What Major Demographic Shift?

Conservatives need to take a collective breath and look closer at the numbers before they buy into the idea that GOP nominee Mitt Romney's defeat was due to some kind of national demographic shift that now makes Democrat presidential candidates' armor impenetrable.  Before you give in to the hysteria, here are a few things to keep in mind.

First, Barack Obama's re-election showing was actually pretty unimpressive for a guy whose philosophies voters have supposedly adopted.  As of this writing on Wednesday, Obama's vote total stood at an unimpressive 60,119,958.  That's about what John Kerry got in 2004 (59,028,444).  President George W. Bush actually did far better than Obama in his 2004 reelection quest, posting a vote total that was about 2 million higher (62,040,610) than what Obama got on Tuesday.  That's hardly a remarkable finish in a country with a population that has increased.  In fact, it's a decline of 9 million votes from Obama's 2008 total.

Had Romney (57,425,441) done as well as McCain did in 2008 (59,934,814), he and Obama would have run neck and neck, virtually matching each other's vote totals.  That's hardly the stuff of demographic ruin.

The question Republicans and conservatives need to ask is not why voters showed up for Obama, whose turnout wasn't exactly extraordinary, but why millions of their own voters, people who had pulled the lever for Bush and McCain, didn't do the same for Romney or simply stayed home.

Why did Romney get a full 2 million fewer votes than McCain did?  Why did those voters pull the lever for McCain, but not for Romney?  Who were they, and where did they go?  That is what Republican and conservative strategists need to find out.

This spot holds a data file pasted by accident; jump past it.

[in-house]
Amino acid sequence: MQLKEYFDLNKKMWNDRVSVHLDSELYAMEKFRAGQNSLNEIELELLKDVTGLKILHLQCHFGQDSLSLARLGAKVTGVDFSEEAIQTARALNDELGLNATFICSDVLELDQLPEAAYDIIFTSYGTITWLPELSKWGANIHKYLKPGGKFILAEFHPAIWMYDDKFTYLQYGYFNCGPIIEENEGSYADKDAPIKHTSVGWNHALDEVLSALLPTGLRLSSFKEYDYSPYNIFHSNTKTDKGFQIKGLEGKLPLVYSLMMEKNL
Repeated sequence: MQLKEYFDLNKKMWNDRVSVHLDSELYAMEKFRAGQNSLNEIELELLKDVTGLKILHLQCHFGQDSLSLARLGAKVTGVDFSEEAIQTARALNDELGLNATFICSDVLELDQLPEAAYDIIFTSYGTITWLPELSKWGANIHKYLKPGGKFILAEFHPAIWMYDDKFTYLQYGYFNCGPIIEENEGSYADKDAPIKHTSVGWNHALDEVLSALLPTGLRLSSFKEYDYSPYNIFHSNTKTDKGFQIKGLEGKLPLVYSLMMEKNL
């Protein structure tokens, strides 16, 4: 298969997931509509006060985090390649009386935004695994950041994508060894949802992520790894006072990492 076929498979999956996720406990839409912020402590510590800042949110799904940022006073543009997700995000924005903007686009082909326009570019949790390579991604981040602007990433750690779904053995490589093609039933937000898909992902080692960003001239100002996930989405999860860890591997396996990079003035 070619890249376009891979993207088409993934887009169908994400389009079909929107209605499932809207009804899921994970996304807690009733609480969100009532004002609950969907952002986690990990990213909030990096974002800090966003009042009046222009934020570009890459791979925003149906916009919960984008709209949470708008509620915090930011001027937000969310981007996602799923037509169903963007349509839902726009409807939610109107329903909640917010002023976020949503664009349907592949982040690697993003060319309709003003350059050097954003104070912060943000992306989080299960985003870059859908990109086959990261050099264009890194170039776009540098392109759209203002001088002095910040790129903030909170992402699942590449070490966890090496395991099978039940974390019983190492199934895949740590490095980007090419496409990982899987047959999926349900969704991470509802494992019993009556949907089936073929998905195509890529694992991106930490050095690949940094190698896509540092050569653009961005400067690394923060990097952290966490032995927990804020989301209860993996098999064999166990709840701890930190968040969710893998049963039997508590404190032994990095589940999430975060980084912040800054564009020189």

Is it possible that Republicans and conservative-leaning independents just weren't that wild about the guy?

Romney, you'll remember, was not exactly popular with the GOP base through two primaries -- the first of which he lost outright, and the second of which he won because, quite frankly, all the other candidates were largely unpresentable on the national stage.  Remember, Romney won just 52 percent of the votes cast in the primary -- hardly a resounding send-off from his own party. Worse yet, Romney carried just 3 out of 43 states with 70-plus percent of the vote, compared to an average of more than 15 states by previous presumptive GOP nominees.

Evangelicals have always been suspicious of Romney's Mormonism.  In fact, just days before the election, Paul Ryan had a phone teleconference with Evangelical leaders to rally them.  And the exasperation with Romney's flip-flopping habit originated on the right, not on the left, and was well-known.  What's more, the GOP's anti-abortion wing has never been entirely comfortable with him the way they were with George W. Bush.  And some of the party's base has wandered into the Tea Party and Ron Paul camps, where Romney was never fully welcomed, if embraced at all.

To understand Romney's loss, we need to look not just at what Obama's voters are doing, but what ours are up to as well.

Follow Tara Servatius on Facebook at facebook.com/TaraServatiusOnline and on Twitter at @TaraServatius or https://twitter.com/TaraServatius.  Tara hosts the morning show on WTMA 1250 AM, Charleston.